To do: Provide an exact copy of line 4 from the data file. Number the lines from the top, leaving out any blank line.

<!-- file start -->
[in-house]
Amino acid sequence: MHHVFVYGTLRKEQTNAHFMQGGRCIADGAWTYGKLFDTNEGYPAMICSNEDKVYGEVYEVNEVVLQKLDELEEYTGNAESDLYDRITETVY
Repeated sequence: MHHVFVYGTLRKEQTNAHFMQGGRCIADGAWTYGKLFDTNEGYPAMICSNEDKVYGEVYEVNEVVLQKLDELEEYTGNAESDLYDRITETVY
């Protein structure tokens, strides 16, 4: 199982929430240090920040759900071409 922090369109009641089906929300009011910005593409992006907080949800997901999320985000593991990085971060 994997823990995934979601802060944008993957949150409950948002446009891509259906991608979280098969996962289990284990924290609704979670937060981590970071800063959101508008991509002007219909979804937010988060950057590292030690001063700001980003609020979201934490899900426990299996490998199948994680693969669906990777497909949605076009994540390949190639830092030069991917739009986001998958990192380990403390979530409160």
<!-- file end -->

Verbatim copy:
């Protein structure tokens, strides 16, 4: 199982929430240090920040759900071409 922090369109009641089906929300009011910005593409992006907080949800997901999320985000593991990085971060 994997823990995934979601802060944008993957949150409950948002446009891509259906991608979280098969996962289990284990924290609704979670937060981590970071800063959101508008991509002007219909979804937010988060950057590292030690001063700001980003609020979201934490899900426990299996490998199948994680693969669906990777497909949605076009994540390949190639830092030069991917739009986001998958990192380990403390979530409160």